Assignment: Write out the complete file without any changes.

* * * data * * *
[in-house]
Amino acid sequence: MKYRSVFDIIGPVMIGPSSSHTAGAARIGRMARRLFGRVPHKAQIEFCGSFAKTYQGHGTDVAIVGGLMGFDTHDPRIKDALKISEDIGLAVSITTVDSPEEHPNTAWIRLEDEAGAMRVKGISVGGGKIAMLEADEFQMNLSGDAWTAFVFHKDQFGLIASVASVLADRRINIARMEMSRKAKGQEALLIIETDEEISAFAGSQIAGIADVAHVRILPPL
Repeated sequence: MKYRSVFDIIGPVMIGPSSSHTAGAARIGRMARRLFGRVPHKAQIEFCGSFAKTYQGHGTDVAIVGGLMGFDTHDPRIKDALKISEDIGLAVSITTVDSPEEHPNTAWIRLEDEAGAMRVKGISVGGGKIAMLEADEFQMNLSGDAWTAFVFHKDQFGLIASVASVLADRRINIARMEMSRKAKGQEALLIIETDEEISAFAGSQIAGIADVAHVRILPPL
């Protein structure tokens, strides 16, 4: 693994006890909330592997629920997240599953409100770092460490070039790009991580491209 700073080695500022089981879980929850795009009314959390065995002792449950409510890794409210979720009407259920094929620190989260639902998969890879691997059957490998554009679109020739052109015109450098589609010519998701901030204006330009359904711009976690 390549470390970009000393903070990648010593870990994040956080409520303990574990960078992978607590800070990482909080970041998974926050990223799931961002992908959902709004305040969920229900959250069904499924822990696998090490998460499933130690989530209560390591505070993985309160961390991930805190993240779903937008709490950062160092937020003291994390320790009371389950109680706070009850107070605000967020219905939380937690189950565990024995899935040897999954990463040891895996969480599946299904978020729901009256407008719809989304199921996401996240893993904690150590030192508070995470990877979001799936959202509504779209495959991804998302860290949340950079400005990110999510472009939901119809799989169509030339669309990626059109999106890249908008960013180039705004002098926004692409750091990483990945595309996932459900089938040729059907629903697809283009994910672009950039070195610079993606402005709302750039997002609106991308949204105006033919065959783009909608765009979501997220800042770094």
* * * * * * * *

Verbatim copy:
[in-house]
Amino acid sequence: MKYRSVFDIIGPVMIGPSSSHTAGAARIGRMARRLFGRVPHKAQIEFCGSFAKTYQGHGTDVAIVGGLMGFDTHDPRIKDALKISEDIGLAVSITTVDSPEEHPNTAWIRLEDEAGAMRVKGISVGGGKIAMLEADEFQMNLSGDAWTAFVFHKDQFGLIASVASVLADRRINIARMEMSRKAKGQEALLIIETDEEISAFAGSQIAGIADVAHVRILPPL
Repeated sequence: MKYRSVFDIIGPVMIGPSSSHTAGAARIGRMARRLFGRVPHKAQIEFCGSFAKTYQGHGTDVAIVGGLMGFDTHDPRIKDALKISEDIGLAVSITTVDSPEEHPNTAWIRLEDEAGAMRVKGISVGGGKIAMLEADEFQMNLSGDAWTAFVFHKDQFGLIASVASVLADRRINIARMEMSRKAKGQEALLIIETDEEISAFAGSQIAGIADVAHVRILPPL
């Protein structure tokens, strides 16, 4: 693994006890909330592997629920997240599953409100770092460490070039790009991580491209 700073080695500022089981879980929850795009009314959390065995002792449950409510890794409210979720009407259920094929620190989260639902998969890879691997059957490998554009679109020739052109015109450098589609010519998701901030204006330009359904711009976690 390549470390970009000393903070990648010593870990994040956080409520303990574990960078992978607590800070990482909080970041998974926050990223799931961002992908959902709004305040969920229900959250069904499924822990696998090490998460499933130690989530209560390591505070993985309160961390991930805190993240779903937008709490950062160092937020003291994390320790009371389950109680706070009850107070605000967020219905939380937690189950565990024995899935040897999954990463040891895996969480599946299904978020729901009256407008719809989304199921996401996240893993904690150590030192508070995470990877979001799936959202509504779209495959991804998302860290949340950079400005990110999510472009939901119809799989169509030339669309990626059109999106890249908008960013180039705004002098926004692409750091990483990945595309996932459900089938040729059907629903697809283009994910672009950039070195610079993606402005709302750039997002609106991308949204105006033919065959783009909608765009979501997220800042770094």